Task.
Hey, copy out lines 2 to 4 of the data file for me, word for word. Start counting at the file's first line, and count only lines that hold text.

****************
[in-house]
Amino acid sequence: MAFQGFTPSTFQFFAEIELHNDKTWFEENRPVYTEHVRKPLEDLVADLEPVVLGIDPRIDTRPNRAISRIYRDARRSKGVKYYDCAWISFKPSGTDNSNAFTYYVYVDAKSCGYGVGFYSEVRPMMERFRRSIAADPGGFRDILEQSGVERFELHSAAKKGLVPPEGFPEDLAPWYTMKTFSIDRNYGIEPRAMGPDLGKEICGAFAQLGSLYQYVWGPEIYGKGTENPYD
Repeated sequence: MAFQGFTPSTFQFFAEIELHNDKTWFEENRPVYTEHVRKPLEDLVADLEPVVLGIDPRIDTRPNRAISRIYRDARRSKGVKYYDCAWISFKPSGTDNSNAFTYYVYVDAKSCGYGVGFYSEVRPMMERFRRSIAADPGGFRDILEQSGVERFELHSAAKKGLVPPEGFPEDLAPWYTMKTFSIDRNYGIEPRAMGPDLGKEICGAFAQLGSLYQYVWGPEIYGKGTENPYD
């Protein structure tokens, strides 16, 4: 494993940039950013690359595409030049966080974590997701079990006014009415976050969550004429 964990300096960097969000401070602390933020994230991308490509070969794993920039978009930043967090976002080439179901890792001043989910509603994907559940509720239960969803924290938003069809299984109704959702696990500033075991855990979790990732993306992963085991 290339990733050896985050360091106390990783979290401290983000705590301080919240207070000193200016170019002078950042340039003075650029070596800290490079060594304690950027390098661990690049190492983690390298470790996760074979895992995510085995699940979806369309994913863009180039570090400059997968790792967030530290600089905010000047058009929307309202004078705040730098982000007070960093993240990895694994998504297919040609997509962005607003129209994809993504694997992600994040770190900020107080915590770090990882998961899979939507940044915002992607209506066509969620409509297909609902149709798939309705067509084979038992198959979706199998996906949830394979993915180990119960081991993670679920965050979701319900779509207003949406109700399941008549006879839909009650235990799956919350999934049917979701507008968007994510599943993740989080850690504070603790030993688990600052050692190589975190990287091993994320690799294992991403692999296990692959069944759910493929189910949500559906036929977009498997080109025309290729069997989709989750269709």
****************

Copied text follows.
Amino acid sequence: MAFQGFTPSTFQFFAEIELHNDKTWFEENRPVYTEHVRKPLEDLVADLEPVVLGIDPRIDTRPNRAISRIYRDARRSKGVKYYDCAWISFKPSGTDNSNAFTYYVYVDAKSCGYGVGFYSEVRPMMERFRRSIAADPGGFRDILEQSGVERFELHSAAKKGLVPPEGFPEDLAPWYTMKTFSIDRNYGIEPRAMGPDLGKEICGAFAQLGSLYQYVWGPEIYGKGTENPYD
Repeated sequence: MAFQGFTPSTFQFFAEIELHNDKTWFEENRPVYTEHVRKPLEDLVADLEPVVLGIDPRIDTRPNRAISRIYRDARRSKGVKYYDCAWISFKPSGTDNSNAFTYYVYVDAKSCGYGVGFYSEVRPMMERFRRSIAADPGGFRDILEQSGVERFELHSAAKKGLVPPEGFPEDLAPWYTMKTFSIDRNYGIEPRAMGPDLGKEICGAFAQLGSLYQYVWGPEIYGKGTENPYD
């Protein structure tokens, strides 16, 4: 494993940039950013690359595409030049966080974590997701079990006014009415976050969550004429 964990300096960097969000401070602390933020994230991308490509070969794993920039978009930043967090976002080439179901890792001043989910509603994907559940509720239960969803924290938003069809299984109704959702696990500033075991855990979790990732993306992963085991 290339990733050896985050360091106390990783979290401290983000705590301080919240207070000193200016170019002078950042340039003075650029070596800290490079060594304690950027390098661990690049190492983690390298470790996760074979895992995510085995699940979806369309994913863009180039570090400059997968790792967030530290600089905010000047058009929307309202004078705040730098982000007070960093993240990895694994998504297919040609997509962005607003129209994809993504694997992600994040770190900020107080915590770090990882998961899979939507940044915002992607209506066509969620409509297909609902149709798939309705067509084979038992198959979706199998996906949830394979993915180990119960081991993670679920965050979701319900779509207003949406109700399941008549006879839909009650235990799956919350999934049917979701507008968007994510599943993740989080850690504070603790030993688990600052050692190589975190990287091993994320690799294992991403692999296990692959069944759910493929189910949500559906036929977009498997080109025309290729069997989709989750269709």